For perhaps obvious reasons, theater people love to do plays about theater people. It should be no surprise, then, that Role Players Ensemble’s latest show at Danville’s Village Theatre is “Laughing Stock,” a backstage comedy about a summer stock theater that’s been performing in a barn in New Hampshire for 60-odd years.
The play is by Charles Morey, whose farce “The Ladies Man” Role Players produced in 2015. Morey grew up near Danville and frequented the Village Theatre in his youth. He also was in fact the artistic director of a New Hampshire summer stock barn theater for about a decade.
Role Players artistic director Eric Fraisher Hayes plays Gordon Page, the hapless artistic director of the Playhouse. We meet him as he’s auditioning a motley crew of actors to spend the summer in the barn performing three plays in rep: “Hamlet,” “Charley’s Aunt” and Gordon’s own new adaptation of “Dracula.” (Morey himself has also adapted “Dracula” for the stage.) They were originally planning to do “King Lear,” but the disapproval of their one major donor causes a late-breaking change after they’ve already done most of the casting.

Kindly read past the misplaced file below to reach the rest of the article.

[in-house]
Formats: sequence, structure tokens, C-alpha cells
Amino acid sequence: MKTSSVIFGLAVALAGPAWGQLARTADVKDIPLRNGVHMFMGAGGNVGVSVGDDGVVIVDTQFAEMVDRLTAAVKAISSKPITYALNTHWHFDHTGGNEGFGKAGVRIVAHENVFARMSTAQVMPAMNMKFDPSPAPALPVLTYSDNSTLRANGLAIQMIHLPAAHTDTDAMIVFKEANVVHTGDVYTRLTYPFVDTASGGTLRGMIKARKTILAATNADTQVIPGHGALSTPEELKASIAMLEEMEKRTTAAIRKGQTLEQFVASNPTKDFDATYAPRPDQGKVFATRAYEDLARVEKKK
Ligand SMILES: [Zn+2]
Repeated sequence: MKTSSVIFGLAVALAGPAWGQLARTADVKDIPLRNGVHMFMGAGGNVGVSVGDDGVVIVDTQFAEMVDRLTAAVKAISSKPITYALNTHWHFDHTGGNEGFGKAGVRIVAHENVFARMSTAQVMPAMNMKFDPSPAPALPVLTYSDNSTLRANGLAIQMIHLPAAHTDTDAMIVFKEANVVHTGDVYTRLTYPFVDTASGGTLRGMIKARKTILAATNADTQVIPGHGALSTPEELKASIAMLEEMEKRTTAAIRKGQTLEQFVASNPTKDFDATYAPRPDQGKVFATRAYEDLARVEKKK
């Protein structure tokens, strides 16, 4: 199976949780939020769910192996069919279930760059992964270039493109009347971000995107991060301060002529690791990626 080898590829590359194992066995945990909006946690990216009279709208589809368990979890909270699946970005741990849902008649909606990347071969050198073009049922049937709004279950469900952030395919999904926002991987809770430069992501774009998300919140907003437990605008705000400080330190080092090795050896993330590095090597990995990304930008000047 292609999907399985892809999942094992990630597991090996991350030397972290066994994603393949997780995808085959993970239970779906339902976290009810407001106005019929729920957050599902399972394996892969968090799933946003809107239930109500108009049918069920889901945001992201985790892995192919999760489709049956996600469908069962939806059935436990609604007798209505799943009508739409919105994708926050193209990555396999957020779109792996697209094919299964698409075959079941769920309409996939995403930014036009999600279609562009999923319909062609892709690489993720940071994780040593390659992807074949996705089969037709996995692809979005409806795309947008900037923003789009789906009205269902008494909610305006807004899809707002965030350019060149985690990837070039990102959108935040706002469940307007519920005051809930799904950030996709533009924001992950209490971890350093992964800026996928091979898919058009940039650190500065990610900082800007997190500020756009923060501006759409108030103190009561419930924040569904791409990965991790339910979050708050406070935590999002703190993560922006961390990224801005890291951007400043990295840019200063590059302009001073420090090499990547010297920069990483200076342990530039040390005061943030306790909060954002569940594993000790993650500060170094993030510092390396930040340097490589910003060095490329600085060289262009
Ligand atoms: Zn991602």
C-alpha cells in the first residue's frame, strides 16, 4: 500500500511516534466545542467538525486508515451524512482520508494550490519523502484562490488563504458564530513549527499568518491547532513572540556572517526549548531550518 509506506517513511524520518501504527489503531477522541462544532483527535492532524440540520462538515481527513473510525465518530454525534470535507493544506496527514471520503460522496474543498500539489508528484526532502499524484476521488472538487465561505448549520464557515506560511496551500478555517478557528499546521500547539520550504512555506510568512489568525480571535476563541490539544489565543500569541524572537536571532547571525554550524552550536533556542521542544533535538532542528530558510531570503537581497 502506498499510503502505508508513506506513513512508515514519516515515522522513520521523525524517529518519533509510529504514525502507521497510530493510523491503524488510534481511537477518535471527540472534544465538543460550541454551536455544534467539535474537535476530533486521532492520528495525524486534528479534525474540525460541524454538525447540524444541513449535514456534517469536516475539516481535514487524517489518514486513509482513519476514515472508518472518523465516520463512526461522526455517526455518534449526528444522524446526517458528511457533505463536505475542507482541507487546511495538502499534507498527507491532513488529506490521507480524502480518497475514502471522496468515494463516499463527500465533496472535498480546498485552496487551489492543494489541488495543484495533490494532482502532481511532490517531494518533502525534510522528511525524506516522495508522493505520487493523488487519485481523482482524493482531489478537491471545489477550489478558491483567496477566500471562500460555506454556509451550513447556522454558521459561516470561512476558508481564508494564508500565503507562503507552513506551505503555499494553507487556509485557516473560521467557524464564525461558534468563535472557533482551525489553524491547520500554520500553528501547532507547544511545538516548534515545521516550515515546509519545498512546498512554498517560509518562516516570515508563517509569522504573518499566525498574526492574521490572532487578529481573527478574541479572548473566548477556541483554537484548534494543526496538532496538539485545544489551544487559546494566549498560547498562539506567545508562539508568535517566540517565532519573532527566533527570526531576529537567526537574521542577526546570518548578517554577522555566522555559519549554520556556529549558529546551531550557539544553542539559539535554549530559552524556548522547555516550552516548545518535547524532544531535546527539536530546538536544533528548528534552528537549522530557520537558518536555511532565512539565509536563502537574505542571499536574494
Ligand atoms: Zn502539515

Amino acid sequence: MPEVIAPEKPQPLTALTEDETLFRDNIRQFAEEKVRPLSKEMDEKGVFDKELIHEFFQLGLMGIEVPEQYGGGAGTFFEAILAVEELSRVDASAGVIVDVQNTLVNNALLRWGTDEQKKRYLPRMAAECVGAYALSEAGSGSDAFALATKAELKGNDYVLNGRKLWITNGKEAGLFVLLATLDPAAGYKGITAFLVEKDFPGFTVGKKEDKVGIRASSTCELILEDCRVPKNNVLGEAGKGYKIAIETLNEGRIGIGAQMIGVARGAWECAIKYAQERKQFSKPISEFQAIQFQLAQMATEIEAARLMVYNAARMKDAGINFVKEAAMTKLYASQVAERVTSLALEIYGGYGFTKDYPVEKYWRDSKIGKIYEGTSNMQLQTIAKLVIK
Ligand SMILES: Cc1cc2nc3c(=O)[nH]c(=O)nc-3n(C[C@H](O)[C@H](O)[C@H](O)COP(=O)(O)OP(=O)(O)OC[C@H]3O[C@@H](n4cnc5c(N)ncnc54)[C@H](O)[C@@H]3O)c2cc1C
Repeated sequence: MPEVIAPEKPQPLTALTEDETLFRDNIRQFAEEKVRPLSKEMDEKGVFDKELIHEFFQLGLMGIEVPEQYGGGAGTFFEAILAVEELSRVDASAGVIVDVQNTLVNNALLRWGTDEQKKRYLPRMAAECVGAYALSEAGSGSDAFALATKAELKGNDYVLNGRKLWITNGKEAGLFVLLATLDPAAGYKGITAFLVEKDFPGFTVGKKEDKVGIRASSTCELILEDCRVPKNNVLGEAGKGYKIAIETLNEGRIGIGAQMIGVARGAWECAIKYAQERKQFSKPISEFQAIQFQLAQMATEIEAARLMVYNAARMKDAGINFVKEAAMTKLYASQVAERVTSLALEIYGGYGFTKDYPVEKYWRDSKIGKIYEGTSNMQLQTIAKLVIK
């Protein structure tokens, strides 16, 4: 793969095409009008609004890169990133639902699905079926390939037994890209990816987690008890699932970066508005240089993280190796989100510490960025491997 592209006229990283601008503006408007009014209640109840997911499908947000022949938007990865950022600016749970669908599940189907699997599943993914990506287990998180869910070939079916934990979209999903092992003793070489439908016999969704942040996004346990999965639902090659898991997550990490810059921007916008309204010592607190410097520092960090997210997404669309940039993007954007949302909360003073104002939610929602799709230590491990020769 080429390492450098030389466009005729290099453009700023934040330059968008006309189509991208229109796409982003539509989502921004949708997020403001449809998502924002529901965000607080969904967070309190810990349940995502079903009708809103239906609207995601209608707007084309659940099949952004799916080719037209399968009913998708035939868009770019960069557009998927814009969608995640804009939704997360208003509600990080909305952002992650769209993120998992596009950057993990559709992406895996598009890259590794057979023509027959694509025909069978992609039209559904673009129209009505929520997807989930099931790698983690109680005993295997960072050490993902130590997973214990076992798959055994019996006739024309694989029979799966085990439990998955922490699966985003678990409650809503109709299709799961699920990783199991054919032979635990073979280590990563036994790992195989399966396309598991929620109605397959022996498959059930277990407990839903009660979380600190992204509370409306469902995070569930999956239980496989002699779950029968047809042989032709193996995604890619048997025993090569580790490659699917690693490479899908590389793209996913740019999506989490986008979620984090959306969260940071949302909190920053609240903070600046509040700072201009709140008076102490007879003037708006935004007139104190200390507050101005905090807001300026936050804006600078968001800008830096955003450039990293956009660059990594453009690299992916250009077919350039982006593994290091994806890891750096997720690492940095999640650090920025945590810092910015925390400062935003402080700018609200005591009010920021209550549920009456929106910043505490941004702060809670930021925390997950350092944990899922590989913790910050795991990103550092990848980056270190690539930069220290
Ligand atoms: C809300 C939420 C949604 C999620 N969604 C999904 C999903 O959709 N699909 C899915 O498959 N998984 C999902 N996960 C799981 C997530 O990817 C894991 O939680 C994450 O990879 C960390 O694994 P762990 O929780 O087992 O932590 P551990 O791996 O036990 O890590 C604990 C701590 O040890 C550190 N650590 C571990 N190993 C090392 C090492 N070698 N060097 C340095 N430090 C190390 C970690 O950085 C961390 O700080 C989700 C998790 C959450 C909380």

Hayes’ Gordon is out of his depth, unrealistically ambitious about the roles he takes on and the elaborate technical demands he expects but leaves to others to figure out. At the same time he’s plagued with insecurity and guilt about possibly leading this unassuming but venerable theater into ruin.
Among the actors, Jack (forthright and agreeable Chris Marsol), shows promise but is wary of the whole operation, and is getting discouraged about theater in general. Disdainful industry veteran Vernon (brusque and impatient Edward Nattenburg) acts like everything is a huge waste of his valuable time, including the audition. A Playhouse mainstay from the early days who’s pre-promised plum parts, Richfield (amiable, mannered John Blytt) has a …read more
Source:: The Mercury News – Entertainment
Source:: Usaonlinepress – Culture